WWF-Cambodia Celebrates the Birth of the 9th Mekong Dolphin Calf in 2017
WWF Freshwater project assistant Tan Bunwath visited the location to take detailed photos confirming the new born Irrawaddy dolphin, which is believed to be two or three days old.
It is an encouraging sign of further stabilisation of the Mekong Irrawaddy dolphin population and a reversal of the trend of population decline seen in recent years. During the period from January to October 2017, two dolphins died, but this is already the ninth dolphin to be born. It is a high achievement compared to the same period in 2016, in which four were born and the same amount died.
WWF-Cambodia’s Country Director Seng Teak reflects on the good news: “I am so glad to hear about the successful recruitment of yet another dolphin into the population. As I will continue to say, without our dedicated river guards, tireless field work, strong cooperation with the Fishery Administration and local authorities, we would not be able to welcome this new-born.”
The biggest threats to the Mekong dolphins and especially their calves are illegal fishing practices and newly proposed hydropower dams on the Mekong mainstream. Irrawaddy dolphins are a Cambodian national treasure and a critically endangered species on the International Union for the Conservation of Nature’s (IUCN) red list – and there are only 80 adults estimated to be left in the Mekong river.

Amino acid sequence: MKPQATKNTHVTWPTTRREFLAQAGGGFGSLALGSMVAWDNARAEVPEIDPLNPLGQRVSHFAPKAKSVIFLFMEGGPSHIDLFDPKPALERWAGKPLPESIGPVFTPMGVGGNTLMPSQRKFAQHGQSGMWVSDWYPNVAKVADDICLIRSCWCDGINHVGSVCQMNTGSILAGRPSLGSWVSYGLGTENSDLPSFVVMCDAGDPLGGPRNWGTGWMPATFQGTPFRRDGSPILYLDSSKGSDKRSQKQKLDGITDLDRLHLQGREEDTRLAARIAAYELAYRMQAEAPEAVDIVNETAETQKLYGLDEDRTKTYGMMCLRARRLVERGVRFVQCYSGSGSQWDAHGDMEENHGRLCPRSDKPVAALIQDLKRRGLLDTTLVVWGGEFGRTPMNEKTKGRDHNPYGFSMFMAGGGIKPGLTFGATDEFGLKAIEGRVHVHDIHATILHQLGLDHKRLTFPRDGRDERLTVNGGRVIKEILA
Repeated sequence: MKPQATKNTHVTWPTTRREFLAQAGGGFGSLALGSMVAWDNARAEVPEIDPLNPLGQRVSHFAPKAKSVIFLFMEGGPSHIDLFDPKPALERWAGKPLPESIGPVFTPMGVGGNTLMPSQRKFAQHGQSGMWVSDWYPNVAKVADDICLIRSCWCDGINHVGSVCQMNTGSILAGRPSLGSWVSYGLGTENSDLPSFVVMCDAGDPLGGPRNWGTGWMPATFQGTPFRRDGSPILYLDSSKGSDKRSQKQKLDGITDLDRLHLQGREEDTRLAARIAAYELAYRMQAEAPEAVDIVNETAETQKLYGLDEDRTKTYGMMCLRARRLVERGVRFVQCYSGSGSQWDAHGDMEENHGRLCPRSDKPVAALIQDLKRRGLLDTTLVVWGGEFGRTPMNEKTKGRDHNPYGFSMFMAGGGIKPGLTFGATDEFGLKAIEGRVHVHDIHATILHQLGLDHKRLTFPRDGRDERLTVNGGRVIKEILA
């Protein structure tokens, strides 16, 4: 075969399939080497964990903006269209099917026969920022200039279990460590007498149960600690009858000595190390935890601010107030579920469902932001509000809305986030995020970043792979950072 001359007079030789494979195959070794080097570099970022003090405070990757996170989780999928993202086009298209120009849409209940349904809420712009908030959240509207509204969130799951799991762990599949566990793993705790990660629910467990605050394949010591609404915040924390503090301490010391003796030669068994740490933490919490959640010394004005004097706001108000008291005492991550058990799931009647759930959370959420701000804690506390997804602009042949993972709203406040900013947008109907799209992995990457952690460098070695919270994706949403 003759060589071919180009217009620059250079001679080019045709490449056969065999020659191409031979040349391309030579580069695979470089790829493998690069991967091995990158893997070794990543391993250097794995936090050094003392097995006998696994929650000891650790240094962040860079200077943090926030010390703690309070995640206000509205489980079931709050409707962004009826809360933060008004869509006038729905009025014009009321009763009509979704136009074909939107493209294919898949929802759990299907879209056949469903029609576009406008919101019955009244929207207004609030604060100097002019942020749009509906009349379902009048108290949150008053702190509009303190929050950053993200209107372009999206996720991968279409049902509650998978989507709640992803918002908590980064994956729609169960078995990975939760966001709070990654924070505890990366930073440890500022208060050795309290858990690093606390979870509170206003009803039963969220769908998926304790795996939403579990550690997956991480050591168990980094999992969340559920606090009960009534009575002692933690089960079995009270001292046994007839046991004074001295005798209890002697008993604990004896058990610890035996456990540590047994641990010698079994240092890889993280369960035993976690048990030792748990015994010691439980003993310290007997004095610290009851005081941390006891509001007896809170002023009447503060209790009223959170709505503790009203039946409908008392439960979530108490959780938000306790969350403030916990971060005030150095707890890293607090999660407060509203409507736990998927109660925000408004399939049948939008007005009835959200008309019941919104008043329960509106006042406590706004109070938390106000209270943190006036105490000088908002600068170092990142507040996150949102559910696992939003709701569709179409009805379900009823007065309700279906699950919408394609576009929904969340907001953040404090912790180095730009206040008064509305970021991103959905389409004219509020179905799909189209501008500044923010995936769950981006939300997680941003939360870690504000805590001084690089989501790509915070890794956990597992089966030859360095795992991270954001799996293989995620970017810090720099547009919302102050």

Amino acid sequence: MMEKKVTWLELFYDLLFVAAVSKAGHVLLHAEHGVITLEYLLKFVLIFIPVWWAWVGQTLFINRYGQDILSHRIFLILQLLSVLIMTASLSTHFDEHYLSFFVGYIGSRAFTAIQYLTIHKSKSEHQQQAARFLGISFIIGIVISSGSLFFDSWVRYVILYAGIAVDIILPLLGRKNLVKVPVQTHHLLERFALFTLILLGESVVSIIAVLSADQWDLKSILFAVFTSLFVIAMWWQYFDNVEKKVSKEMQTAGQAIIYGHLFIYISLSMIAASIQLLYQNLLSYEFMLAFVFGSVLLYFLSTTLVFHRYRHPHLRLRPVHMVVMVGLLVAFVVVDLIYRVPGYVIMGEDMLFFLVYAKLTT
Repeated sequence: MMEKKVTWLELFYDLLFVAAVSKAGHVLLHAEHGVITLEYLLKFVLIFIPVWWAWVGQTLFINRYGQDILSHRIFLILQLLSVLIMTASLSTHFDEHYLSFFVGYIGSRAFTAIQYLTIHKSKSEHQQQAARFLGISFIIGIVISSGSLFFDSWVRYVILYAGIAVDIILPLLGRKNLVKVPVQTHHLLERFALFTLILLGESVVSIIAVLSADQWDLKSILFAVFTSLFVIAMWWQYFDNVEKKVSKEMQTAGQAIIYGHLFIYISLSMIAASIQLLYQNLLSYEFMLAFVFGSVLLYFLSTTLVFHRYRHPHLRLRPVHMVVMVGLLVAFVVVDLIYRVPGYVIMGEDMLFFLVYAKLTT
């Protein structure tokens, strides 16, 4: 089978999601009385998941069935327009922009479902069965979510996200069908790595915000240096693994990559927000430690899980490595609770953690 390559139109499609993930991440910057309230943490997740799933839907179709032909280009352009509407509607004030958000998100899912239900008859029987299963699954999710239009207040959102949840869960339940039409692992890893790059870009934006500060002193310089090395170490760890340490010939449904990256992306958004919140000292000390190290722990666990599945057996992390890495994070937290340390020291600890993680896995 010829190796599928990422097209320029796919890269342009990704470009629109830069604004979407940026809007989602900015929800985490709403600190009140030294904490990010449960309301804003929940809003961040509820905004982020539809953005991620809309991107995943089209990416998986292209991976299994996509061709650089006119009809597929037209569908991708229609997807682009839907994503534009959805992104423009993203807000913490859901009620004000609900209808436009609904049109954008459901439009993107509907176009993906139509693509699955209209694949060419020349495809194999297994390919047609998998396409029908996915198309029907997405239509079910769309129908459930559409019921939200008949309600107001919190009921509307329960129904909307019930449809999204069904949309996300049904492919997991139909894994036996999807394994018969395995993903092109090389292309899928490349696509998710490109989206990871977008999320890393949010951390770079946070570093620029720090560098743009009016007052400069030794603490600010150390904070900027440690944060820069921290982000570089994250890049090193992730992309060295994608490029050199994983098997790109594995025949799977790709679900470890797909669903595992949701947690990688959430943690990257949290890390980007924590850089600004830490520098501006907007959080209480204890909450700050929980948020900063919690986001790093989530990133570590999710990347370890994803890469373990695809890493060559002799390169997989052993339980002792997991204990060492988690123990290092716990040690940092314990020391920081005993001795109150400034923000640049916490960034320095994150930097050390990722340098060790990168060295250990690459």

WWF-Cambodia has been actively engaged in the Cambodian Irrawaddy Dolphin Conservation Project since 2007 with the aim to reduce mortalities and increase the population through effective law enforcement, community outreach, livelihoods development and research.
On October 27th 2017, WWF-Cambodia will organise its annual Dolphin Day in Kratie town to celebrate their existence and raise awareness on this critically endangered species. Hoping to gather audiences from all across the spectrum, it is estimated to be our largest and most successful Dolphin Day celebration yet.
For more information:
Photos of new dolphin calves available here:
Mr. Un Chakrey, Communications and Marketing Manager of WWF-Cambodia
Tel: +855 (0)17 234 555
WWF was established in Cambodia in 1995 as a part of the WWF Greater Mekong Programme. WWF’s mission in Cambodia is to ensure that there will be strong participation and support from all people to conserve the country’s rich biological diversity. Through the encouragement of sustainable use of natural resources, WWF-Cambodia promotes new opportunities for the benefit of all people, enhancing local livelihoods and contributing to poverty reduction in the Kingdom of Cambodia. Go to cambodia.panda.org for more information.